Fungi wars: parasites use 'guerrilla tactics' and chemical weapons to infect animal hosts
Parasitic fungi which enter animals' bodies and feed on their insides use guerrilla warfare-style tactics, penetrating and destroying the immune system with small troops before a large scale attack, a new study has revealed.
In theory, an animal's immune system should be able to detect and fight off parasites before they gain a significant foothold, but some types of fungi are able to bypass even the best defences.
"Evolution has turned [the fungi] into a highly sophisticated and efficient war machine, with everything from ammunition production lines to special operation units," said lead researcher Wang Chengshu, of the Chinese Academy of Sciences' Shanghai Institute for Biological Science.
In a paper in the US journal Proceedings of the National Academy of Science, Wang and his colleagues described for the first time how fungi generated and used small chemical agents to infiltrate prospective hosts' immune systems and open a gate for further infection.
The scientists identified a "chemical weapon production line" consisting of seven genes in Beauveria bassiana, one of the deadliest fungi to insects. The genetic "factory" produces a chemical called bibenzoquinone oosporein, used against potential hosts to weaken them before infection.
"The production of the chemical is an extremely sophisticated but organised process, with every gene playing a specific function like workers in a production line," Wang said.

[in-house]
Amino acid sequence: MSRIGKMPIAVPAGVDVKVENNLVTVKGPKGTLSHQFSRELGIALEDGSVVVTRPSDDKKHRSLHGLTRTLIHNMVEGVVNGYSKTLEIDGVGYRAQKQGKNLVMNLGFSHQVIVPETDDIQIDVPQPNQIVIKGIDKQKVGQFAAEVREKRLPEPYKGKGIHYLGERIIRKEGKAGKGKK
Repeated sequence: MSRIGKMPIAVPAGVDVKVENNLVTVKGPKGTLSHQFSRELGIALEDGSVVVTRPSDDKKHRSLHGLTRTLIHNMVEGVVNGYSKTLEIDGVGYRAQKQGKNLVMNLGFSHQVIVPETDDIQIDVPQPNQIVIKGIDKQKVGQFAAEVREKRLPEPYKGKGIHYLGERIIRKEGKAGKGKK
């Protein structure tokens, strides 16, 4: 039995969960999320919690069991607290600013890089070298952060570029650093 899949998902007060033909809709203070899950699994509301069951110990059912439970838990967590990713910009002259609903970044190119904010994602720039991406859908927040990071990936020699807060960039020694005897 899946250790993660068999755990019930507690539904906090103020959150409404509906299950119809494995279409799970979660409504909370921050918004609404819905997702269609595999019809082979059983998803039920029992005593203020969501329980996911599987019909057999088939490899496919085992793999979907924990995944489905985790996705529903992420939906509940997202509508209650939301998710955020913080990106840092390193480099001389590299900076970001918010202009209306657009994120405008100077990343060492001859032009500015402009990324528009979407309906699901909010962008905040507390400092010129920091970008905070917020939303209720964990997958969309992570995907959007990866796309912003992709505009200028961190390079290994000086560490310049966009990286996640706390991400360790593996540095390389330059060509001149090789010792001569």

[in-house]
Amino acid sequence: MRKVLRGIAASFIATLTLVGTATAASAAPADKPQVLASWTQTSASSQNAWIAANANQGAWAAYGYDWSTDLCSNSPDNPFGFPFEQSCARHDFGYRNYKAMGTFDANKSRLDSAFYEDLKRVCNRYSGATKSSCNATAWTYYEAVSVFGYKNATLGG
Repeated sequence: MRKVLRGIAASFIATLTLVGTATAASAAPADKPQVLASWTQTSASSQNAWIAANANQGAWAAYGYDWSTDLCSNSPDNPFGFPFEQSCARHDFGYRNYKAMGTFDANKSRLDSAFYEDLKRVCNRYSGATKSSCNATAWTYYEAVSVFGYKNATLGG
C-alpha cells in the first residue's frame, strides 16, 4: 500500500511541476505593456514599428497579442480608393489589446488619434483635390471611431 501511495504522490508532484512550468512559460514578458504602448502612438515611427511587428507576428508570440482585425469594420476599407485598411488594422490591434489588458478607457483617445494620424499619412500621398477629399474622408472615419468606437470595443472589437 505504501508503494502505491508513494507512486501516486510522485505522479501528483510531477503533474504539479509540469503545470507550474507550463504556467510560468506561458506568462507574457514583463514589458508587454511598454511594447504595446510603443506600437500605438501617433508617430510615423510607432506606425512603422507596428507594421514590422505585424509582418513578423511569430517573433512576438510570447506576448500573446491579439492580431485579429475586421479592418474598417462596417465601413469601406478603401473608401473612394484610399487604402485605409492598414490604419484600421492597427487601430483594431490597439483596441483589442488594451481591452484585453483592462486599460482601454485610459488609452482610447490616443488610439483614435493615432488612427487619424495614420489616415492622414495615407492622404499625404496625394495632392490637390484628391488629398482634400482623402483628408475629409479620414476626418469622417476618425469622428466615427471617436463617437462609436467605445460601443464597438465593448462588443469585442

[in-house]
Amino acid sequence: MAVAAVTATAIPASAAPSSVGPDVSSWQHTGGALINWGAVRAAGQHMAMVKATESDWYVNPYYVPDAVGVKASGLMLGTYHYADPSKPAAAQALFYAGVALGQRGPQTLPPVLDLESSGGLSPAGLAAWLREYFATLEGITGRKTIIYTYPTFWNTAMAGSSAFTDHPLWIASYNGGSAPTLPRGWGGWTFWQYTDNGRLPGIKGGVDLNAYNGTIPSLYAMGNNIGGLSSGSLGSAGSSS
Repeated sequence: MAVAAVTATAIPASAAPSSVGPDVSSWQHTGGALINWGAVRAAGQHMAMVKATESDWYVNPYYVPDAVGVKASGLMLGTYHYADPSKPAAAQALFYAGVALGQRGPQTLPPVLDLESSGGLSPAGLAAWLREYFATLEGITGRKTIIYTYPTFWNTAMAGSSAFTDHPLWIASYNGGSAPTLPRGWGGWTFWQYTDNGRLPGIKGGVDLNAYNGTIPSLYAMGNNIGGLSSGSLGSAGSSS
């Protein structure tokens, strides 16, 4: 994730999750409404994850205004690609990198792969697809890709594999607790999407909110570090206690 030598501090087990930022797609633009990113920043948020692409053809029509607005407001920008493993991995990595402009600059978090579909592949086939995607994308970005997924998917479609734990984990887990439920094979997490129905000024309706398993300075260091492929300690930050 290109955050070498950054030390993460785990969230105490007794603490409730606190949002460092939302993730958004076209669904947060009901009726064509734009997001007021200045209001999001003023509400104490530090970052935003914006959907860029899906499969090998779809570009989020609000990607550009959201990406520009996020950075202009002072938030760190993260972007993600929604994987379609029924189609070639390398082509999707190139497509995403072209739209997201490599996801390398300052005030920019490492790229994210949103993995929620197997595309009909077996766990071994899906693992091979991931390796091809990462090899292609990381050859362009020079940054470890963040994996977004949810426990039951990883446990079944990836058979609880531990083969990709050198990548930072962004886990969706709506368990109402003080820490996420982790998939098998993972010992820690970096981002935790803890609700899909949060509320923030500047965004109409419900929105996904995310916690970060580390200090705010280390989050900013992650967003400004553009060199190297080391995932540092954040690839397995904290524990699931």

"Because the fungus cannot create high temperatures or pressure like in a human factory, the genes must break the production into many tiny, delicate steps. It's a wonder of nature that has been eluding us for a long time."
In the past, it was thought that fungi attacked animals with large molecules such as proteins. These proteins acted as planes and tanks in the war against the host's immune system, but could be fought off.
The discovery of the chemical "guerrilla" agents would help us better understand how the fungus attacked, Wang said.
Though the fungus examined in the study was only deadly to insects, some fungi which target animals or humans may also use similar strategies to penetrate their hosts' immune systems.
The study took the researchers three years to complete, but Wang said they felt lucky. The fungus had more than 10,000 genes, around half of a human, and to identify the ones involved in the production of the "guerrilla" chemicals was incredibly difficult.
Some questions remain unanswered however.
For instance, the researchers were unclear on how the chemicals sabotaged the host's entire immune system, and whether the same strategy was used by fungi species deadly to humans as well.